Kigali — Technology promotion and development can accelerate economic growth in East Africa if appropriately applied.
Major beneficiaries will include the industrial and entrepreneurship sectors and assure employment to thousands of jobless youth.
"Application of science, technology and innovation (STI) will also support other key sectors like agriculture and energy," affirmed Dr Saidi Kibeya, the deputy executive secretary of the East African Science and Technology Commission (Easteco). He told visiting journalists from across the region that the institution, operationalised only three years ago, was geared to carry on its mandate with support from the partner states.
"In so doing we are set to identify potential regional centres of excellence and create a network of industrial research and development institutions," he said.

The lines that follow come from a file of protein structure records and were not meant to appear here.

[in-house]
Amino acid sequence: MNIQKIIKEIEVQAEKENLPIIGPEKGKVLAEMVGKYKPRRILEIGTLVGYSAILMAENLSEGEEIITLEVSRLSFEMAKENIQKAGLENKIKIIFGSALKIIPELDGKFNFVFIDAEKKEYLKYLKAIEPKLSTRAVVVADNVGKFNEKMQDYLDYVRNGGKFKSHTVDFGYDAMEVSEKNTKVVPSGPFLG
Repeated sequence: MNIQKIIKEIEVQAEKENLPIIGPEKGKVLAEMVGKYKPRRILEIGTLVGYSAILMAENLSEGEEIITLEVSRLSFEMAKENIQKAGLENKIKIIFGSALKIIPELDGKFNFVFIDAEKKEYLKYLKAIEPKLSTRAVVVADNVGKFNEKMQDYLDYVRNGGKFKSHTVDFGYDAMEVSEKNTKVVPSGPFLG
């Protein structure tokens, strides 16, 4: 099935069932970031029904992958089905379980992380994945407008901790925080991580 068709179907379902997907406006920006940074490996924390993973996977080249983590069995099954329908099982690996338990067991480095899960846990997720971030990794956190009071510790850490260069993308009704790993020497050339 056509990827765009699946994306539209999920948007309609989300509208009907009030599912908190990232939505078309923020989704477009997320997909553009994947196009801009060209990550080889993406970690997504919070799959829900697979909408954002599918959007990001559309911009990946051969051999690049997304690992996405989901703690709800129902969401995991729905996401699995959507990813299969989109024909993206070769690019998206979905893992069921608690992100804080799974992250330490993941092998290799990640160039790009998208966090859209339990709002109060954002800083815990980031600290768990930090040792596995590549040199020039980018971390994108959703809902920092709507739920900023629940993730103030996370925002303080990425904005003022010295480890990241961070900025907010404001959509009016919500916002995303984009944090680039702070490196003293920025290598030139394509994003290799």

The Kigali-based institution of the East African Community (EAC) will soon start to develop a protocol on intellectual property rights (IPR) for the region.
Dr Kibeya, however, appealed for increased budget to enable the institution acquired adequate office space to cater for its expanding needs as well as enable it recruit more staff members.
For the coming 2018/2019 financial year budget unveiled recently, Easteco has been allocated $ 1.6 million for its expenditure, trailing seven of the nine other EAC institutions. Speaking during the visit, EAC secretary general Liberat Mfumukeko said STI can transform the largely agro-based economies of the region into a competitive industrial zone.
He said it was worrying that the region was consuming goods that were manufactured elsewhere "and by so doing exporting jobs that would ordinarily benefit our citizens".
"EAC partner states have great capacity to create wealth for their citizens by harnessing STI to transform their ideas and skills into products," he observed.